Leader, April 25, 201310A Viewpoints 9911 Seminole Blvd., Seminole, FL 33772 727-397-5563 Fax: 727-397-5900 www.TBNweekly.comPublisher/President: Dan Autrey dautrey@tbnweekly.com Accounting Manager: Andrea Marcarelli tbniandy@yahoo.com Advertising Director: Jay Rey jrey@tbnweekly.com Classied Advertising Manager: Wendy Edwards wedwards@tbnweekly.com Executive Editor: Tom Germond tgermond@tbnweekly.comProduction Manager: David Brown production@tbnweekly.com Internet Services Manager: Suzette Porter webmaster@tbnweekly.com Beach Beacon: Bob McClure bmcclure@tbnweekly.com Belleair/Beach Bee: Tom Germond tgermond@tbnweekly.com Clearwater Beacon: Alexandra Lundahl alundahl@tbnweekly.com Dunedin Beacon: Tom Germond tgermond@tbnweekly.comLargo Leader: Juliana A. Torres jtorres@tbnweekly.com Palm Harbor/East Lake Beacon: Bob McClure bmcclure@tbnweekly.com Pinellas Park Beacon: Tiffany Razzano trazzano@tbnweekly.com Seminole Beacon: Tiffany Razzano trazzano@tbnweekly.com General Editorial editorial@tbnweekly.comCirculation: L. Shiett Phone: 727-397-5563LETTERSA violation of the citizens trustEditor: We still have the problem with Pinellas Countys voting procedures. Four county commissioners refuse to step down after their eight-year term limits are completed. The four County Commissioners are the definitive example of why the 253,480 (73 percent) of the voting citizens of Pinellas County in 1996, voted for term limits. The four continue to affirm the voters were correct in their votes by not stepping down after their eight years is completed. They have violated the citizens trust, the Constitutions of the United States and Florida by ignoring the will and mandate of the 253,480 citizens of Pinellas County. Their violations and actions imply that these votes of 253,480 Pinellas citizens can be ignored. This is a constitutional violation by the restricting/suppression of the citizens votes. The correct term for their actions is dictatorial. Each of them is ineligible for the position of commissioner. But two of the four were allowed to illegally run again in the 2012 election. It is not known who allowed this. They also continue to illegally vote on county issues and spend unaccountable tax-dollars on whatever they wish. Why are the plaintiff (citizens) required to pay for an attorney to challenge defendants violations and the taxpayers paying for the defendants (commissioners) legal representation? There are the standing Florida statutes and constitutional rights that are being ignored and the citizens should not have to pay for their rights and the defendants (commissioners) legal representation. Is this the Florida government of, for, and by the people? Each of these defendants should be suspended and appoint replacements made until the court makes a ruling and a election held for their legal replacements. Each of them has violated their Florida oath of office. Walter Gay DunedinKeep the culture of T.I.Editor: In the mid-March edition of the Beach Beacon, I read that the Treasure Island mayor, Bob Mining, was noted as supporting all of the expansion efforts and FEMA requirements that we voted on March 12. I remember that the most aggressive housing expansion of Treasure Island came in as a tie. Had it passed, it would have allowed developers to build up to 60 units per acre. More than 30 years ago I lived on Myrtle Beach, S.C. There were two main arteries for traffic at that time. The winter population of 18,000 residents swelled to more than 400,000 starting with CAN-AM week in April. Traffic was hell. Over time new roads were built inland. Contrast that with the one and only road running through Treasure Island: Gulf Boulevard. Already the spring break traffic is bad, but ballooning the population for the sake of developers seems contrary to the culture of the town. Unless we can drive on the wider beach, as residents of Isle of Palms and Isle of Capri do, we will sit in traffic longer just to go a few blocks from town center. There is no other way to get there except by water or driving all the way around the Intracoastal to Madeira Beach. There is simply no inland to build more roads to accommodate a larger population. Today, April 1, there has been two emergency vehicles coming over the small bridge under construction on our island. Imagine them fighting through the new crosswalks full of vacationers and new condo owners on their way to the beach. I moved to T.I. because it was not overly commercial and the traffic was moderate. I guess I should have checked with the politicians and their expansion plans first. Georgia Hallman Treasure IslandTeens kindness appreciatedEditor: On Saturday, April 6, I fell and was badly injured at Seminole Mall. I spent three days in the hospital. Three teenage girls stayed with me at the mall until an ambulance came. They were very comforting. A teenage boy brought me ice water. Another teenage boy stopped to inquire if he could help. Their kindness was greatly appreciated. May the Lord bless them all. Marilyn Lance SeminoleTake disaster preparation dead seriousEditor: As a long-time resident of Clearwater and one who has witnessed in the course of his career in publicizing federal disaster assistance programs, the unimaginable destructive force of hurricanes, as well as the tornadoes they often spawn, I was glad to read online the news of Clearwaters smart decision to develop a plan. It is essential for all residents to likewise develop a plan for their families, loved ones and that includes their pets. As we all know, Clearwater has miraculously escaped being in the target of serious hurricanes since back in the 1920s. During that time all the orange groves and cattle ranches have been developed into tracts of homes that are often built at ground level. A major hurricane eventually will hit and our community is especially vulnerable due to the population density and the unfortunate lack of exits from Clearwater (and all of Pinellas County) for when the life-saving evacuation orders become necessary to be issued and heeded. Take disaster preparation dead serious. Have a plan. And be ready to follow your plan when the time comes. And, while I hope I am wrong, this could be the year Clearwaters good fortune of not being hit finally ends. So, please, be prepared www.ready.gov might be of help. Tom Nocera Public Affairs Specialist U.S. Small Business Administration Office of Disaster AssistanceHalf-staff American flag generation Editor: It seems as if were entering into yet another new generation, the Half-Staff American Flag Generation. This new generation began with a shock of sheer worldwide magnitude on September 11, 2001, and then slowly returned to apparent normal, only to inexorably grow in frequency, until now in 2013 our national flag flies almost constantly at half-staff. Honoring our dead war heroes and dead victims of near countless natural tragedies and acts of sheer violence and terrorism, our flag hangs low mourning, mourning and mourning again. The list of life events is significant: 9/11, Iraq, Afghanistan, hurricanes & tornadoes, floods & earthquakes, Virginia Tech, Colorado theater shooting, Newtown, and now Boston. Somber times somber evidence. Our half-staff American Flag keeps reminding us, again and again. Despite this now ever-present reminder, refuse to believe the future is as bleak and hopeless as it appears to paint itself, early in this 21st century. Look beyond the half-staff flag and regard with a gaze of hope and wonder the overwhelming number of sincere helping hands and hearts who always always come to assist those in need. Our video news world provides ample evidence of this, from the post-9/11 chaos images of people lending assistance, to the many natural disasters bringing out the best in the American Spirit with ready donations of food, shelter and medical aid as quickly as it can be assembled. Our great city of Boston most recently exemplified the highest and best character of our many generations working together to help those in distress. May God bless the indomitable American Spirit the American Spirit that witnesses time after time these tragedies upon tragedies in both our homeland and abroad, only to rise up and offer the steady hand of help. Yes, our flag is again lowered to halfstaff, but the American Spirit chooses to stand tall land of the free and home of the brave. Carpe diem. Bill Sweetnam Palm Harbor Thoughts rising from a bad exampleWhat should we think about athletic coaches like Mike Rice? Rice was the head basketball coach at Rutgers University until he was recently fired. He was canned after a video showed him berating his players, shoving and kicking them and throwing basketballs at their heads. Rices boss the universitys athletic director, Tim Pernetti saw the video as far back as December. He fined Rice $50,000 and suspended him for three games. But finally the Rice story went viral. Rice was fired, and shortly thereafter Pernetti resigned. Good riddance to both of them said some of the pundits. Many observers will disagree. Most of Rices players defend him and his coaching tactics. Some former players who survived similar hard-nose coaches will say that the verbal attacks and semi-violent abuse helped them become better players. Many athletes love the game so much they become borderline masochists, willing to put up with whatever their coaches dish out. Its tempting to say that in sports, as in other areas of life, there are no victims only volunteers. If a player is outraged at his or her treatment by a coach, cant the player simply walk away and quit the team? In many cases, yes. But in big-time college sports, the trend is for the players to become indentured servants. Theyre given scholarships and perquisites that remove quitting as an option. The higher up the sports ladder a college team climbs, the greater becomes the pressure for the coaches, the players, the athletic directors and even the college presidents to turn a deaf ear and a blind eye to moral, ethical and legal violations that may take place in the scramble for the Big Brass Ring of sports success. Best recent example: Penn State.When off-the-wall fanatical coaches like Rice and Bobby Knight hit the headlines, the first thought that strikes my mind is this: did championship coaches John Wooden of UCLA and Dean Smith of North Carolina rely on insults and hurled objects to motivate and inspire their players? Does Rick Patino of Louisville? If so, I havent heard about it. A major equation in the sports world of 2013 is this: Big Success = Big Bucks. The money goes to the successful coaches and their universities. Some of it goes to the players, usually in the form of under-the-table payoffs from wealthy alumni. But much of the time the players take the role of year-round prisoners whose every move is dictated by the coaches whom the players are helping to make rich. Its ironic that in an age when public school children are being taught that bullying is a social no-no, our national landscape is studded with coaches who are not only bullies but who get applauded as long as their teams keep winning. Winning is pretty much the gold standard, i.e., the only acceptable standard, in American athletic competition. Many if not most of todays coaches, players and sports fans merely snicker at Grantland Rices pronouncement that Its not important whether you win or lose its how you play the game. Much of the worship thats lavished on championship sports teams can be traced to a statement by Henry Red Sanders, coach of the UCLA football team. In 1950 or thereabouts, Sanders said, Winning isnt just everything its the only thing. The quotation was later co-opted by the iconic Vince Lombardi, coach of the Green Bay Packers, who often used it to inspire his players. (It should be noted here that although Lombardi imposed agonizing discipline on his players, he never threw things at them). If I were king, coaches like Mike Rice would be subject to an end-of-the-season ceremony in which abused players were entitled to take revenge by throwing balls, chairs, insults, epithets and mockery at their coaches with the same level and intensity as the coaches handed out. The Old Testament policy of an eye for an eye is a harsh philosophy, but in some cases it can be effective. If theres an upbeat angle to the Mike Rice story, maybe its this: For every Mike Rice in America, there are hundreds of athletic coaches who do NOT treat their players like galley slaves. Granted, few of these coaches will resemble your favorite uncle or aunt, the ones who always patted you on the head and said, well done, even when you didnt deserve it. To summon the highest performances from their players, the good coaches will cajole, scold, scream, weep, threaten, promise, orate, kick the wall and call down the thunder from the sky. But they will not forget the truths that should underlie all athletic endeavor: This is just a game. The joy is in the striving. The final score will quickly be forgotten. But the bathroom mirror will remain, and youd better like the person you see staring back at you.Bob Driver is a former columnist and editorial page editor of the Clearwater Sun. Send him an email at tralee71@comcast.net. Drivers SeatBob Driver Keep Florida out of judicial hellholeIs Florida a low-tax state or a high-tax state? It depends on how you define taxes. If you mean the highly visible kind that pay for government services ranging from law enforcement to schools and parks, its arguably a low-tax state. On the other hand, if you mean the hidden taxes that cost every Floridian lots of money, that raise the cost of government instead of helping to defray it, and that line the pockets of the states personal injury lawyers, its quite another matter. By that standard, Florida is a high-tax state. South Floridas personal injury lawyers, in particular, are notoriously aggressive. In fact, the regions litigation climate is so bad that the American Tort Reform Association in its annual report has repeatedly dubbed the area a judicial hellhole. Why has Floridas lawsuit problem persisted? Because its courts have been unwilling to shift their civil law procedures into the national mainstream. Result: With the playing field so tilted in favor of personal-injury claimants, many lawsuits never even go to trial. Instead, defendants, even though sometimes blameless, often reach out-of-court settlements. They fear taking their chances in court or cant afford the legal fees to sustain a defense against deep-pocket lawyers with a flare for the dramatic. So defendants and their insurers often calculate correctly that settling is cheaper in the short run, at least. And these settlements also allow the personal-injury attorneys to say, See, there arent many of those multimillion-dollar jury awards that business owners, insurance companies, and doctors are always griping about.Unfortunately, however, the cumulative effect of these settlements imposes heavy costs on businesses and professional practitioners such as physicians. When coupled with the occasional large-award verdicts that have a chilling effect on defendants willingness to take their chances in court, these costs are steep indeed. Rather than take a chance on losing, entrepreneurs and professionals must pay for insurance to protect themselves against lawsuits, even frivolous ones. The cost is not cheap and must be passed on to customers and clients. This, in turn, amounts to a hidden tax on the goods and services provided. Fortunately, theres still a chance to build on recent reforms. In 2010, lawmakers addressed the excessive liability exposure businesses faced from slip-and-fall claims. In 2011, they enacted reforms that let juries consider a drivers fault when he or she claims a vehicle should have provided more protection in a crash. In 2012, they passed laws aimed at reducing fraud and abuse in the states Personal Injury Protection vehicle insurance system. As a result, Floridas reputation for civil justice is slowly improving. In fact, in December ATRA shifted South Florida to its watch list. Depending on the direction that judges and lawmakers take next, the region could either move off the list entirely, or reclaim its hellhole status.Here are four additional steps lawmakers could take this year to lower the litigation taxes hidden in the price of goods and services: Eliminate junk science. Florida should abandon its antiquated, 85-year-old standard for deciding whether witnesses qualify as experts in trials. Instead, it should adopt the rigorous 1993 standard used by all federal courts and most states. Address inflated damage awards. The state should let juries hear what medical providers were actually paid to treat patients in personal injury cases, versus only what was billed. Stop gotcha lawsuits against insurers. Legislators should adopt rules to end the legal gaming that lets trial lawyers accuse insurers of failing to settle claims in good faith even when insurers were willing to pay policy limits. Protect the right of counsel for treating physicians. Florida should strike a better balance in its health care privacy laws so physicians who are called to testify but who are not a party to the case may speak with their own attorneys, something theyre prevented from doing now. During the past several years, state policymakers have identified and corrected several situations in which Floridas liability laws had fallen out of balance. By building on this solid foundation, Florida may finally shed the perception among many around the country that its a state that harbors a judicial hellhole.Thomas Perrin is public affairs director of The James Madison Institute, a non-partisan policy center based in Tallaha ssee. He can be contacted at thomas@jamesmadison.org. Florida VoicesThomas Perrin Tampa Bay Newspapers: All rights reserved www.tbnweekly.com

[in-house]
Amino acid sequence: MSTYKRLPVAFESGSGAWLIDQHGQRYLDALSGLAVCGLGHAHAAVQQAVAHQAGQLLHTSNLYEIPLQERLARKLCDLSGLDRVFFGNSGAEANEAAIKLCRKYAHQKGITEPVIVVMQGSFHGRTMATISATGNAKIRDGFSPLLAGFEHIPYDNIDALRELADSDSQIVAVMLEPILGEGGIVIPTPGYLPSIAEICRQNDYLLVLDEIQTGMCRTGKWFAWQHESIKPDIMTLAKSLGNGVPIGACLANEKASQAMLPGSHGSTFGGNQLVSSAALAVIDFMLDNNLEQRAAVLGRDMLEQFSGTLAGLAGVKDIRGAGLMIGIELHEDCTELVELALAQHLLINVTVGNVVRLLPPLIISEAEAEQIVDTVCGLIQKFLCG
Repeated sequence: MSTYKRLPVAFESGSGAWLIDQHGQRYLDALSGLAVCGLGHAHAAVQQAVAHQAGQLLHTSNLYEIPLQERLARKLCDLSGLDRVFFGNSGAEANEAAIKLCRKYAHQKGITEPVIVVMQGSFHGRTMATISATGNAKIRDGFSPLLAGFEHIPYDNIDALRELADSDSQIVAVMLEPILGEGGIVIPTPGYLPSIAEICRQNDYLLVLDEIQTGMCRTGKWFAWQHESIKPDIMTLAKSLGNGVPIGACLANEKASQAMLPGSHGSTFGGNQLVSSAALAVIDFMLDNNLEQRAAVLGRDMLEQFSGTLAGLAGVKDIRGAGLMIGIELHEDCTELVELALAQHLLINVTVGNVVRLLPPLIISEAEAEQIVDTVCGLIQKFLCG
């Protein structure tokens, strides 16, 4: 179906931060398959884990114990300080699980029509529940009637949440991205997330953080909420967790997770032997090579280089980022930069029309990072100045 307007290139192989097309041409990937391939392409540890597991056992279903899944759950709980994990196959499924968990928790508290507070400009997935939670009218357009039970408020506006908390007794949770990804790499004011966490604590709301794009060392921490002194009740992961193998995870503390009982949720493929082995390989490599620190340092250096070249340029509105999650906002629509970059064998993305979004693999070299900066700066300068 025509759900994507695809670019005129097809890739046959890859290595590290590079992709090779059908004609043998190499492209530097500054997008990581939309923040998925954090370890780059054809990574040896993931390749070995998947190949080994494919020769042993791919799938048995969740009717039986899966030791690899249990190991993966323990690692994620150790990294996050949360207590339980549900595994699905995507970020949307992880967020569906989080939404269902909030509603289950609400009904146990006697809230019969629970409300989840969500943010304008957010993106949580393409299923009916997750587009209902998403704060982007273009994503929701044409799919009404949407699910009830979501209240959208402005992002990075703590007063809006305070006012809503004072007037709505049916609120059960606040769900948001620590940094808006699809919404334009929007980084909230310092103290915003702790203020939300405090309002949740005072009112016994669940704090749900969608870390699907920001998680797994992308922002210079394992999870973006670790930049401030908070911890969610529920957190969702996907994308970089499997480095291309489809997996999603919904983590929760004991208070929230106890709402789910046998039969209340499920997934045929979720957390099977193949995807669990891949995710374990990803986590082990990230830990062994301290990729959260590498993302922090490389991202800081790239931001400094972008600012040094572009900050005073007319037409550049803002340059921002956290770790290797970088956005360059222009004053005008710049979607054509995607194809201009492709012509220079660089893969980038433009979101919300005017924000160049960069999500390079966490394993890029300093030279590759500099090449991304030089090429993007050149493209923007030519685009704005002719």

11A Leader, April 25, 2013 042513 Tampa Bay Newspapers: All rights reserved www.tbnweekly.com